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Rather than help the reunification process, the Trump Administration withheld data. Photo: Getty Images
Rather than help the reunification process, the Trump Administration withheld data. Photo: Getty Images

New report reveals Trump Administration withheld data that would’ve helped to reunite families

The Trump administration has been at war with the country’s immigrants since it took power, especially those at the Southern Border.

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The migrant parents of over 600 children have yet to be accounted for, and now it’s been revealed that the Trump administration has been sitting on valuable information that could lead to their reunion.

A new report found the Trump administration withheld the addresses and phone numbers of separated families, thereby making it harder to reunite families because of the omission.

“These families belong together here in the United States — and a human rights commission should investigate what happened, even refer prosecutions,” Rep. Joaquin Castro and Hispanic Caucus Chair wrote in response to the report by NBC.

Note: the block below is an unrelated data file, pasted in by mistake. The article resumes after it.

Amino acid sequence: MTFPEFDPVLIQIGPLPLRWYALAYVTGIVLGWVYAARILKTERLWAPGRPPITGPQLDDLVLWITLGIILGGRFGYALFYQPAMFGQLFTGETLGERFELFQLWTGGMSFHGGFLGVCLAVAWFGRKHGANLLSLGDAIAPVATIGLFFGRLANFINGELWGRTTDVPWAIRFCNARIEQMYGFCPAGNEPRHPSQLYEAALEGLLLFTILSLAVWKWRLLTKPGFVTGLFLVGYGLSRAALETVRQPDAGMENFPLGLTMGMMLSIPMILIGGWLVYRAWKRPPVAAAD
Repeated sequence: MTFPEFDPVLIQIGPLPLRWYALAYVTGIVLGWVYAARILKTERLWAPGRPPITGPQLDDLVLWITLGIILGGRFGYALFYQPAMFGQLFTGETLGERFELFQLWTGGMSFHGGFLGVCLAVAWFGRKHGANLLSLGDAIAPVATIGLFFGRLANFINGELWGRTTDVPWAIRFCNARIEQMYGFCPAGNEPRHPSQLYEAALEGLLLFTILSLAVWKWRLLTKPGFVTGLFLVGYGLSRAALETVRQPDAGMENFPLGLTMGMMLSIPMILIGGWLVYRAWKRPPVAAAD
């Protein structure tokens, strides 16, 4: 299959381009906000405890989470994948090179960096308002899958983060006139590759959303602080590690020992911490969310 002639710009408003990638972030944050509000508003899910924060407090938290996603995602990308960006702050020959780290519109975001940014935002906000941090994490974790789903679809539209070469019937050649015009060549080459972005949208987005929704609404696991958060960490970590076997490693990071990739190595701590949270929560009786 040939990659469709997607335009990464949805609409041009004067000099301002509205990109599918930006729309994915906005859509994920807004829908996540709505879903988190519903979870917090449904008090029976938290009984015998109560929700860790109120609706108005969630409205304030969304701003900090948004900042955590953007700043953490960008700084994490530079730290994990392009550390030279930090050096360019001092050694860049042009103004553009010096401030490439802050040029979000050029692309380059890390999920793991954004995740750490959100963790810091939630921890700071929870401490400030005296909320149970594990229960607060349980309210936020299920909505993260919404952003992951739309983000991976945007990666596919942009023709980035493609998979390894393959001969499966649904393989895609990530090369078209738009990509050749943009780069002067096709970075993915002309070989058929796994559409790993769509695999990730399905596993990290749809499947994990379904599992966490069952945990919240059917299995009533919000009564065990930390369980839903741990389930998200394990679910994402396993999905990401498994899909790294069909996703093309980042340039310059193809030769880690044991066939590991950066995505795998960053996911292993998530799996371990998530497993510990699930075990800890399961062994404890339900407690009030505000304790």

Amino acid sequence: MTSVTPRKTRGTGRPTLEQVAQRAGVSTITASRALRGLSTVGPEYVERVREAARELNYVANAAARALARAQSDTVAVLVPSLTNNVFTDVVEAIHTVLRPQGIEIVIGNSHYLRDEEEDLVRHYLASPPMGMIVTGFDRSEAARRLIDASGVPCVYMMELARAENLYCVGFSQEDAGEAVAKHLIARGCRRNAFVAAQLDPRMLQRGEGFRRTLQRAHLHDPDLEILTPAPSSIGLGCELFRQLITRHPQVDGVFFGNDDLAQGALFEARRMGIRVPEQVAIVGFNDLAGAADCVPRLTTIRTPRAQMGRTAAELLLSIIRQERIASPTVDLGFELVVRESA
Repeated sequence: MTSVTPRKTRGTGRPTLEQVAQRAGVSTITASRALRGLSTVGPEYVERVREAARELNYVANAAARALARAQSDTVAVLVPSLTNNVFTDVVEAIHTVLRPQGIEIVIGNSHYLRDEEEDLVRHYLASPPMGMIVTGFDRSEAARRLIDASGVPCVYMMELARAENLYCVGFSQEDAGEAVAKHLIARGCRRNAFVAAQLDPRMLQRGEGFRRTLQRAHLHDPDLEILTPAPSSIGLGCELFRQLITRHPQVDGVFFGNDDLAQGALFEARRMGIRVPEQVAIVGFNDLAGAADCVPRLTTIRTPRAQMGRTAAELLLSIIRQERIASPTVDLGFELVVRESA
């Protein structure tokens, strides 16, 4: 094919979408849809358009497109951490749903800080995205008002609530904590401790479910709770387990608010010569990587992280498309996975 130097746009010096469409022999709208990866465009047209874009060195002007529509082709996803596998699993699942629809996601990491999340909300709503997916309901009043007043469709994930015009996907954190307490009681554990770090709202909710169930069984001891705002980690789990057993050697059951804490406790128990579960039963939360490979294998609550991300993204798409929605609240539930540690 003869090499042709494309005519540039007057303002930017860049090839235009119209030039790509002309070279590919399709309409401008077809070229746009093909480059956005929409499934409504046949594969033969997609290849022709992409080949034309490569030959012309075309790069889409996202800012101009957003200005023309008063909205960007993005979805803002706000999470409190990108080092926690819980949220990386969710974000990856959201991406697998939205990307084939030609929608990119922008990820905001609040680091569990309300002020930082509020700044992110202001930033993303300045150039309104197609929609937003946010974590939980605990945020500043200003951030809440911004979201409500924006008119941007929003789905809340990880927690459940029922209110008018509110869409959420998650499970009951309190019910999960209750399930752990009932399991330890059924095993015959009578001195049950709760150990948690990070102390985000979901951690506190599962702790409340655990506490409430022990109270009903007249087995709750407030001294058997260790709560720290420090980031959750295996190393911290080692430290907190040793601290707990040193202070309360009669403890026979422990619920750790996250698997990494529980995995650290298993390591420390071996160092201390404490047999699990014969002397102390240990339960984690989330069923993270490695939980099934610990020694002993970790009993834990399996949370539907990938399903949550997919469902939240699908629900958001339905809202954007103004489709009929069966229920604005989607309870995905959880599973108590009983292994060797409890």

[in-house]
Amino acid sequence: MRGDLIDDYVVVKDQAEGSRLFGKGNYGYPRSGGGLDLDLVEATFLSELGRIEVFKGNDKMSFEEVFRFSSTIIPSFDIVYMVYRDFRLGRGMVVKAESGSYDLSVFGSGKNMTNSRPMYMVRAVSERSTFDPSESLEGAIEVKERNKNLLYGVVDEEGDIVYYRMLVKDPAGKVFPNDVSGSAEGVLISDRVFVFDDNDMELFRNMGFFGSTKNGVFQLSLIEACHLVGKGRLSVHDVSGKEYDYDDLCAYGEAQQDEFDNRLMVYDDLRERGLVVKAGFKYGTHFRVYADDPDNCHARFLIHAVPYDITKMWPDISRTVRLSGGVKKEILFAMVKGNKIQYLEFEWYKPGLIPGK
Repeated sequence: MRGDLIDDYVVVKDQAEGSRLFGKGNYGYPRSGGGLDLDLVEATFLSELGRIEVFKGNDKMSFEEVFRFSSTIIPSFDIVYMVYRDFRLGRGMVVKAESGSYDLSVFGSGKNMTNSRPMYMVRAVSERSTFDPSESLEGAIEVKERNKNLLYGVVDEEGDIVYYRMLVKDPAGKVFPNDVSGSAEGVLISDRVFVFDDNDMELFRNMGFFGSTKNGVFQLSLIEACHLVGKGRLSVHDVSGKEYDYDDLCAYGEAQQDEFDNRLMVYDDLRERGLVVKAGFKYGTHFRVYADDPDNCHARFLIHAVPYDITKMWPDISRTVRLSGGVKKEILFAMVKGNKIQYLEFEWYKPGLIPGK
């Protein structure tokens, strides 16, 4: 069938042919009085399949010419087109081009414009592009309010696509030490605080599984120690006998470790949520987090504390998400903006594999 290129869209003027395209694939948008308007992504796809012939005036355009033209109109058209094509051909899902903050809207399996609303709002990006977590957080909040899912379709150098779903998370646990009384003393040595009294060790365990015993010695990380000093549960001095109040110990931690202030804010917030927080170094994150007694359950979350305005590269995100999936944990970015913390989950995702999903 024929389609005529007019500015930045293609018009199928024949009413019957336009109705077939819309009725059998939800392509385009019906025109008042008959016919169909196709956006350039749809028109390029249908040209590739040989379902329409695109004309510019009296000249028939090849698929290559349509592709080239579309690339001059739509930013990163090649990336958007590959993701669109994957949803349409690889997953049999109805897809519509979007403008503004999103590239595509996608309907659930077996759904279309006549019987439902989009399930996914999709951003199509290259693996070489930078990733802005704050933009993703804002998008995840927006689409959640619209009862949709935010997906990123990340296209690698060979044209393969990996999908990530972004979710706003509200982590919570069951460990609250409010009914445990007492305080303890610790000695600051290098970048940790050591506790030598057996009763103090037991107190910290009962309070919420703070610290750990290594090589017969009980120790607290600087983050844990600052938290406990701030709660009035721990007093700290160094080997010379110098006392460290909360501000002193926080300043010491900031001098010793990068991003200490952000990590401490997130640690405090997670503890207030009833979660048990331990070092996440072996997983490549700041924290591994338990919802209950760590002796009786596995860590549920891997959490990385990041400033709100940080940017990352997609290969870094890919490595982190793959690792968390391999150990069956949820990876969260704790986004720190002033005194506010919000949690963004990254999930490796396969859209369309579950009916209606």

Legal advocates say that after many months of pleas to obtain more information that could help find migrant families separated at the U.S. border in 2017 and 2018, the government finally handed over new data last week, just under 50 days before the end of Trump’s presidency. 

Back in October, federally-appointed judges revealed they have been able to track down the parents of at least 545 children, adding that about  two-thirds of their parents have been deported back to Central America, forced to leave their children behind.

These children, whose parents brought them across the border are now subject to damaging psychological effects, and parents have been forced to navigate the prolonged loss of a child — either from thousands of miles away in their countries of origin or within detention centers.

With many, there is a real danger hundreds of children will never see their families again.

“We've finally received new data from the Trump administration that will hopefully help us find the families separated by their cruel family separation practice,” the ACLU wrote on Twitter, adding that they withheld the vital information for over a year. 

NBC updated the total number of children in November — to over 660— and again on Dec. 2, with the filing saying some families have been identified since then, bringing the new total to 628.

With the new data, lawyers told NBC the number could be reduced further.

President-elect Joe Biden has said he will set up a task force to find and reunite separated families, but his transition team has yet to give parents who have been deported the option to come to the U.S. for a reunion. 

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